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Coronavirus Movie Theatre Reopening Thread | Release Date Changes/Production News | Theaters are dead. Long live streaming!

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5 minutes ago, RamblinRed said:

WarnerMedia chair and CEO Ann Sarnoff referred to the model as a “unique one-year plan.” Executives at the company have stressed the initiative isn’t expected to continue into 2022 or beyond — it’s considered a temporary solution in response to the ongoing global heath crisis.

 

“With this unique one-year plan, we can support our partners in exhibition with a steady pipeline of world-class films, while also giving moviegoers who may not have access to theaters or aren’t quite ready to go back to the movies the chance to see our amazing 2021 films,” she continued. “We see it as a win-win for film lovers and exhibitors, and we’re extremely grateful to our filmmaking partners for working with us on this innovative response to these circumstances.”

Yeah, let's see how that works out.

 

There is no way that after a year of getting "free" movies for $15 a month WB is going to be able to reverse that. This is permanent. The damage will be done. Theater count will be a fraction of what it was, and relying on box office for the primary revenue stream won't be viable. Even if it is safe and even if a larger percentage of theaters somehow manage to survive than I'm anticipating, people will be conditioned to no longer go to theaters.

 

Avengers Endgame GIF by MOODMAN

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I think movie theaters will be almost extinct in about ten years. This is definitely going to change the landscape. I think high budgeted tv shows like what we got with Game of Thrones and what we are currently getting with Mandalorian will become the norm and instead of a dozen 200m movies a year we will only get two or three.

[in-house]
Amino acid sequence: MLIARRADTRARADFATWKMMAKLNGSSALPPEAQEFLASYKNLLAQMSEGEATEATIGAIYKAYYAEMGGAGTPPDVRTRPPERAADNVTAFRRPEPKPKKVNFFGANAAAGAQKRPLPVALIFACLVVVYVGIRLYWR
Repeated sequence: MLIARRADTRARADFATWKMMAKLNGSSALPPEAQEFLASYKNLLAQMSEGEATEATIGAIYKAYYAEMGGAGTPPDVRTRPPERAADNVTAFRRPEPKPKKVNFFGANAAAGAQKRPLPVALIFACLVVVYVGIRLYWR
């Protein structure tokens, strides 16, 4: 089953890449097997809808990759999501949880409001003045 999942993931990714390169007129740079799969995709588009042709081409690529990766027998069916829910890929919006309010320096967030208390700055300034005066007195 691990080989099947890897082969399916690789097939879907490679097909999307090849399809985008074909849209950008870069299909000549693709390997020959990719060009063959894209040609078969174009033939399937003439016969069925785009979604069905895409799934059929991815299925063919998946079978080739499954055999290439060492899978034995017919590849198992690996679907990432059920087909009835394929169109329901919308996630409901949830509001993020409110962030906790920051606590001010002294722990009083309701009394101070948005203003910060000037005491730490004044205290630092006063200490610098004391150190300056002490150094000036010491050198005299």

With these moves it is very clear by now that these streaming services are far more important to the studios than theaters are. And there is no way this isn't going to continue past 2021.

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3 minutes ago, RockyMountain said:

I think movie theaters will be almost extinct in about ten years. This is definitely going to change the landscape. I think high budgeted tv shows like what we got with Game of Thrones and what we are currently getting with Mandalorian will become the norm and instead of a dozen 200m movies a year we will only get two or three.

 

With these moves it is very clear by now that these streaming services are far more important to the studios than theaters are. And there is no way this isn't going to continue past 2021.

Idk why you're assuming a pivot to streaming will even be a straight up success for these studios.

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2 minutes ago, lorddemaxus said:

Idk why you're assuming a pivot to streaming will even be a straight up success for these studios.

Because that is what people like to do. Stay at home and watch movies. And the amount of people subscribing to these streaming services proves that. I hate to break it to you but people have been turning away from theaters for years already in favor of watching movies once they could watch them in the comfort of their own home. All this pandemic has done is sped up the path things were already on

 

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5 minutes ago, RockyMountain said:

Because that is what people like to do. Stay at home and watch movies. And the amount of people subscribing to these streaming services proves that. All this pandemic has done is sped up the path things were already on

This is a very simple way at looking at consumer behaviour, with nothing to back it up. There are also millions of people who go to cinemas every year. 

 

Quote

I hate to break it to you but people have been turning away from theaters for years already in favor of watching movies once they could watch them in the comfort of their own home.

At a very slow rate. It doesn't justify a rapid pivot to streaming. People have been moving away from movies in general (in favour of more personalized content, ie. youtube, gaming streams, insta/snapchat, tiktok, etc) for years too. Should studios stop making movies too then?